As much as Gifty yearns for the firm comfort of scientific reality, she also yearns for the religion of her youth, and the conflicting aspirations — and boundaries — of both religious and scientific views. Gyasi creates a beautiful story that is a suitable sequel to her debut novel, Faith, Love, Loneliness, and Family.


8. ‘When No One Is Watching’ by Alyssa Cole

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When No One Is Watching, the first thriller from best-selling romance author Alyssa Cole, is released.

As a result of her own experiences with gentrification in New York City, Cole effectively demonstrates the character development she is well-known for while incorporating themes of paranoia, untrustworthy narration, racism, and hidden histories. Get Out meets The Woman in the Window in this Alfred Hitchcockian tale with a twist, which is sure to be both terrifying and cerebral in its execution.


9. ‘The Death of Vivek Oji’ by Akwaeki Emezi

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We’ll begin at the very end. Vivek was introduced to them through their death, which was sent to their home by a friend of the family. The story then takes us back to the beginning, where we are introduced to Vivek as a kind yet mysterious child, and we follow them through adolescence and maturity alongside them.

Vivek begins to be more human to us as a result of their interactions, with the narration switching quickly between Vivek’s voice and the voices of their relatives and friends.

But who we are and how we appear to others are not necessarily the same, as Emezi expertly addresses themes of self discovery, expectations, sexuality, tradition, and found family before bringing the story to a heartbreaking close with the death of a young man who was taken far too soon.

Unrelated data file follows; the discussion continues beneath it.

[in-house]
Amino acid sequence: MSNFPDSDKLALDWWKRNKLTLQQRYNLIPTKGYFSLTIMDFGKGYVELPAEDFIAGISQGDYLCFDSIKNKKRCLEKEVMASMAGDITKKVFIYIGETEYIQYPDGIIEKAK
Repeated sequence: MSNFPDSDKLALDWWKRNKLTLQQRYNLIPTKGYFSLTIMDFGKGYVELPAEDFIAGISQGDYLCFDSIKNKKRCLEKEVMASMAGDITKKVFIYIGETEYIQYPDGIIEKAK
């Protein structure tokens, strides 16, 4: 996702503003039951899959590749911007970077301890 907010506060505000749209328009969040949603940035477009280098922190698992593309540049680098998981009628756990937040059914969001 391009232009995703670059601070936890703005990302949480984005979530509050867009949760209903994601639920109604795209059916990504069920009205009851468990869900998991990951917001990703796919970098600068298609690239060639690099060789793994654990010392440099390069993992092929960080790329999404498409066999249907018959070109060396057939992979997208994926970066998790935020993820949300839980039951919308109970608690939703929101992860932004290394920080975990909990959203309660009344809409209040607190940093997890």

10. ‘You Had Me at Hola’ by Alex Daria

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Jasmine Lin Rodriguez has just been cast as the lead in the most talked-about and eagerly anticipated telenovela of the year. Jasmine Lin Rodriguez has also just found herself unemployed.

To ensure that she does not lose sight of the former, she and her girlfriends come up with the “Leading Lady” plan, which is a collection of guidelines designed to keep her focused on the right things. That is, until her co-star, played by the mysterious Ashton Suarez, is recast at the last minute, and she begins to doubt her decision when their slow-burn on-set chemistry reaches a fever pitch off camera.

In this show within a book format, the voices of Jasmine and Ashton’s onscreen characters are alternated with those of their “actual lives.” This show within a book format should appeal to fans of traditional telenovelas and comedic series such as Jane the Virgin.


The top ten best books to add your must-read list that we selected are listed above. If you are interested in any of the products, please click on the link provided below to place an order for that product. Thank you for taking the time to read this!